Perfect for sledding, yes. Perfect for getting the cars out? NO!  It's prone to your evil twin, ice, and  I can't tell you how many times I have slipped and slided, spun out my tires, burned rubber, fishtailed the back end of the truck into a tree, missed busses, carried groceries from the street to the house, climbed - literally - on my hands and knees up you. I have shoveled. I have taken a pick ax to your inches-thick frozen base. I have acquired blisters. I have fallen on my butt. I have screamed. I have laughed, but bitterly, because I refused to cry. And sometimes I have cried.

And this year... this year you have decided to take up frequent visiting, so that I think I've only seen the ground five days since the beginning of December. 

Don't get me wrong. I still love you.

But I would love you a whole lot more if you could fall everywhere but on the driveway.


Monday, February 1, 2010

Blogging Fatigue

I read Jessica Faust's post this morning over at BookEnds about re-evaluating how much time she wants to put into blogging. I can really sympathize with this, and I wonder if agents in general all will get to this point after some amount of time, the way Miss Snark one day woke up and said, "I think I've covered about everything about agenting I feel like I need to cover." If new writers would peruse through the archives of agent blogs like BookEnds and Miss Snark and Nathan Bransford, they would find just about everything they need to get their publishing career started without looking like an idiot, so even though writers like the immediacy and feedback of the live blog, I can imagine agents feel like they are constantly going over the same things.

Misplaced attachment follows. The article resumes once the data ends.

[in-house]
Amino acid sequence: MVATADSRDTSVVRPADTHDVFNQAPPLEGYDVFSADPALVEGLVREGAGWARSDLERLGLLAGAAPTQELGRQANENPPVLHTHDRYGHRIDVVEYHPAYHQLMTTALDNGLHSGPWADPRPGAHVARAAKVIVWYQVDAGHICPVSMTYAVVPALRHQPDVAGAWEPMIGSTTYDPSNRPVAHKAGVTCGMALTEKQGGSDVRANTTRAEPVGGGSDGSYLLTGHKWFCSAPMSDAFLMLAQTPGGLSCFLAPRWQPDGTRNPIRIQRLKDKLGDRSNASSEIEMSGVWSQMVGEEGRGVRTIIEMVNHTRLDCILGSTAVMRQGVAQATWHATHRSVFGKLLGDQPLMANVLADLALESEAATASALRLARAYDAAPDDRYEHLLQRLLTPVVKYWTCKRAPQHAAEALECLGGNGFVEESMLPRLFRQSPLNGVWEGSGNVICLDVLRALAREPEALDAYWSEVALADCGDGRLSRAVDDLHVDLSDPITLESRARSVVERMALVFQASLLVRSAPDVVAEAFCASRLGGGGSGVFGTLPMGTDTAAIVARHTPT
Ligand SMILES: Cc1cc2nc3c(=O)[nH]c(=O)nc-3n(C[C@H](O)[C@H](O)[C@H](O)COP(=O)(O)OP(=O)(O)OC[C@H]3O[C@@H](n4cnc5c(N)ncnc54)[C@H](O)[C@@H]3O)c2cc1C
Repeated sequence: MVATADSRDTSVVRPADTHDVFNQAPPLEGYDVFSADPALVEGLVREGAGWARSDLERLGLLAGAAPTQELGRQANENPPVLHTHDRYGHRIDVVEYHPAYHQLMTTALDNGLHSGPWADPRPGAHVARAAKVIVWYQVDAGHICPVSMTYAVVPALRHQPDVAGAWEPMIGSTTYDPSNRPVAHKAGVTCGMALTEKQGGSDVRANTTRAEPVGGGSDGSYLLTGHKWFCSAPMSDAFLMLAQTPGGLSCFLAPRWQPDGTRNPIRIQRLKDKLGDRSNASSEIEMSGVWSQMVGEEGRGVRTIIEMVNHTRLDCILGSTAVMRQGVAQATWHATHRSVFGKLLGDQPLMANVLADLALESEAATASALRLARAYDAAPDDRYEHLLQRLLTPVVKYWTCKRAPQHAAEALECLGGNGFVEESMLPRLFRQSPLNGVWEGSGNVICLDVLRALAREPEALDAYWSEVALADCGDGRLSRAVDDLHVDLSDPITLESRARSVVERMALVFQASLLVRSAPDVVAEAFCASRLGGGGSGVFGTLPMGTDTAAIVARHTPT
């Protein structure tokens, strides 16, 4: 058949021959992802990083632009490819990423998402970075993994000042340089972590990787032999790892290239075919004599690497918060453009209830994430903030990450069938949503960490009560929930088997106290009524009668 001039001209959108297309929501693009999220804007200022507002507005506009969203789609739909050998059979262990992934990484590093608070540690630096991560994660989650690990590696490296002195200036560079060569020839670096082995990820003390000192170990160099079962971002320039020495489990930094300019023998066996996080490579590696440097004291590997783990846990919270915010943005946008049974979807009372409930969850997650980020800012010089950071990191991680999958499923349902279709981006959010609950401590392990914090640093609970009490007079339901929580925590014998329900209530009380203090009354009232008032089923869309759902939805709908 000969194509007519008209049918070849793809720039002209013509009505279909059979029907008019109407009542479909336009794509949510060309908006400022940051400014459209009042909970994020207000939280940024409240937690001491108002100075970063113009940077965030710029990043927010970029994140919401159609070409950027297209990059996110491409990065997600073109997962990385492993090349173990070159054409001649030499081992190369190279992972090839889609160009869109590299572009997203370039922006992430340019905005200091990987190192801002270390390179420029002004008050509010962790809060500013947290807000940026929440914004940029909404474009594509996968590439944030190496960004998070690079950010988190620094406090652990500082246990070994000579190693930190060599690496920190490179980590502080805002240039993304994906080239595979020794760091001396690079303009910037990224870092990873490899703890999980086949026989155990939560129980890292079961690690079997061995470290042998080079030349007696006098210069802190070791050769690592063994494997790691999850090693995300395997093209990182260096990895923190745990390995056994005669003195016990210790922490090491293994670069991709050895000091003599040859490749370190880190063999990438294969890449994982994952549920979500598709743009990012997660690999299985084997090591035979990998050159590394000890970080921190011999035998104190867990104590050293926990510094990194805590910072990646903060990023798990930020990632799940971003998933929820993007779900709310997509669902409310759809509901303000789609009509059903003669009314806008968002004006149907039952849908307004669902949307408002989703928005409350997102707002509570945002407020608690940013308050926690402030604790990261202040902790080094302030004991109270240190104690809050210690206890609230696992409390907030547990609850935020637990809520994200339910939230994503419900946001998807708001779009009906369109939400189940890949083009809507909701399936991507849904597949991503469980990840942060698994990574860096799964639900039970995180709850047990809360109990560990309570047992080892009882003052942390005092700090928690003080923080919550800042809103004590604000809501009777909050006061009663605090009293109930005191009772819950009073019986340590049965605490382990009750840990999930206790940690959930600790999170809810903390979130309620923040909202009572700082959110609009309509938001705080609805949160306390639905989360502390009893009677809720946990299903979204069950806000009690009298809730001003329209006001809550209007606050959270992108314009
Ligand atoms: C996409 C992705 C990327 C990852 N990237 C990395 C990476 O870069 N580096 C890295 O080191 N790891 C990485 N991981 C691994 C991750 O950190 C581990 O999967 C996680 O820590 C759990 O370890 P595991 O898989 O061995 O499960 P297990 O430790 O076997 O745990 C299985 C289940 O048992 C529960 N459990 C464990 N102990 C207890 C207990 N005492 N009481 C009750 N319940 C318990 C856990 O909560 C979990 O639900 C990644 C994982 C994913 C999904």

Maybe it's not the same for writers, but it sure feels that way to me. How many times can I post about voice and queries and marketing techniques and POV without feeling like I'm a broken record? While I throw in family posts every now and then, I try to keep this blog mostly about writing, and I'm getting to the point where I feel like I've said it all before. Also, writing the first draft of a WIP is not always particularly interesting to blog about. How many days do you want to read about me wrestling to get down 500 words so I can call it a day?

I'm thinking of coming up with a schedule - something specific to blog about every day (or three times a week maybe). Like family/personal stuff one day, writing stuff one day, etc. That way, instead of floundering for something to write about, I have a guideline. And you as readers can know to skip the days you aren't interested in in case you don't want to hear about my writing, marketing, or personal stuff. Of course, the worry in that is that it won't feel fresh.

What is it that keeps you going back to certain blogs every day? And how do you keep your own feeling fresh?